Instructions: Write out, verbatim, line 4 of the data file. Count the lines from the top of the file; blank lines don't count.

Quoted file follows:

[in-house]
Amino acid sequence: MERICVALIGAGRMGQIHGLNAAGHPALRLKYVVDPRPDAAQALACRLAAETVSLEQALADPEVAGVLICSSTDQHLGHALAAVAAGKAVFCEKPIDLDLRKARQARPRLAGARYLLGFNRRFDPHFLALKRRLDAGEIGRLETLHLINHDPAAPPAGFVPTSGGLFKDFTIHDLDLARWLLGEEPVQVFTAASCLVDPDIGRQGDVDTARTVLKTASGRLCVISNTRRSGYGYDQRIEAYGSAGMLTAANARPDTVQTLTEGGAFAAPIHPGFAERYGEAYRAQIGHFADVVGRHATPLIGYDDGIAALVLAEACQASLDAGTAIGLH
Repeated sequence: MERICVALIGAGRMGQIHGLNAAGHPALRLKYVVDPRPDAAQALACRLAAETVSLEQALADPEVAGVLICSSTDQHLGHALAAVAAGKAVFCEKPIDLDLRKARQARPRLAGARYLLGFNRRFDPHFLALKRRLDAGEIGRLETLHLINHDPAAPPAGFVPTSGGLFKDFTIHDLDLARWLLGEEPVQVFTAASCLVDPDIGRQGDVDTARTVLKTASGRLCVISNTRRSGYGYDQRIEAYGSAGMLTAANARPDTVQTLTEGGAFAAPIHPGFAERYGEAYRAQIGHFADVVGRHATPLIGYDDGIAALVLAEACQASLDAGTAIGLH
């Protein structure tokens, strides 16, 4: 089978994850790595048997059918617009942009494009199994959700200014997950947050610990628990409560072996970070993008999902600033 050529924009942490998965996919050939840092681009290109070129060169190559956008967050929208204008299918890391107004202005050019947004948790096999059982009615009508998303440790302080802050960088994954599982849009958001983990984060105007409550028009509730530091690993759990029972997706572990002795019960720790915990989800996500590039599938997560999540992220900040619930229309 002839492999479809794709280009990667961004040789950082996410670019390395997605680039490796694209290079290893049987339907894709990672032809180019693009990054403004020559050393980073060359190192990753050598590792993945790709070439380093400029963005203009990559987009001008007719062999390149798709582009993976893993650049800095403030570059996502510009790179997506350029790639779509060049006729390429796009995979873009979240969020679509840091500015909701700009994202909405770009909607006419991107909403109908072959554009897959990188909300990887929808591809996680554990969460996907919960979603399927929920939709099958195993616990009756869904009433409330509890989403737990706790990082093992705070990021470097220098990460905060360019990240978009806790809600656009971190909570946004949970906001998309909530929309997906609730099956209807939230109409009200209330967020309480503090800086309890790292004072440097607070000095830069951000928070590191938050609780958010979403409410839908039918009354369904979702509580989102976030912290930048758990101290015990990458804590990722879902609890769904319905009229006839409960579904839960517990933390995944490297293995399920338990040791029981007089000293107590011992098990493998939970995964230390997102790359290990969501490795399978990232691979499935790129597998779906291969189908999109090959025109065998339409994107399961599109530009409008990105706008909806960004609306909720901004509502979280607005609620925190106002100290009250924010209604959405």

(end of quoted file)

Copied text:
């Protein structure tokens, strides 16, 4: 089978994850790595048997059918617009942009494009199994959700200014997950947050610990628990409560072996970070993008999902600033 050529924009942490998965996919050939840092681009290109070129060169190559956008967050929208204008299918890391107004202005050019947004948790096999059982009615009508998303440790302080802050960088994954599982849009958001983990984060105007409550028009509730530091690993759990029972997706572990002795019960720790915990989800996500590039599938997560999540992220900040619930229309 002839492999479809794709280009990667961004040789950082996410670019390395997605680039490796694209290079290893049987339907894709990672032809180019693009990054403004020559050393980073060359190192990753050598590792993945790709070439380093400029963005203009990559987009001008007719062999390149798709582009993976893993650049800095403030570059996502510009790179997506350029790639779509060049006729390429796009995979873009979240969020679509840091500015909701700009994202909405770009909607006419991107909403109908072959554009897959990188909300990887929808591809996680554990969460996907919960979603399927929920939709099958195993616990009756869904009433409330509890989403737990706790990082093992705070990021470097220098990460905060360019990240978009806790809600656009971190909570946004949970906001998309909530929309997906609730099956209807939230109409009200209330967020309480503090800086309890790292004072440097607070000095830069951000928070590191938050609780958010979403409410839908039918009354369904979702509580989102976030912290930048758990101290015990990458804590990722879902609890769904319905009229006839409960579904839960517990933390995944490297293995399920338990040791029981007089000293107590011992098990493998939970995964230390997102790359290990969501490795399978990232691979499935790129597998779906291969189908999109090959025109065998339409994107399961599109530009409008990105706008909806960004609306909720901004509502979280607005609620925190106002100290009250924010209604959405």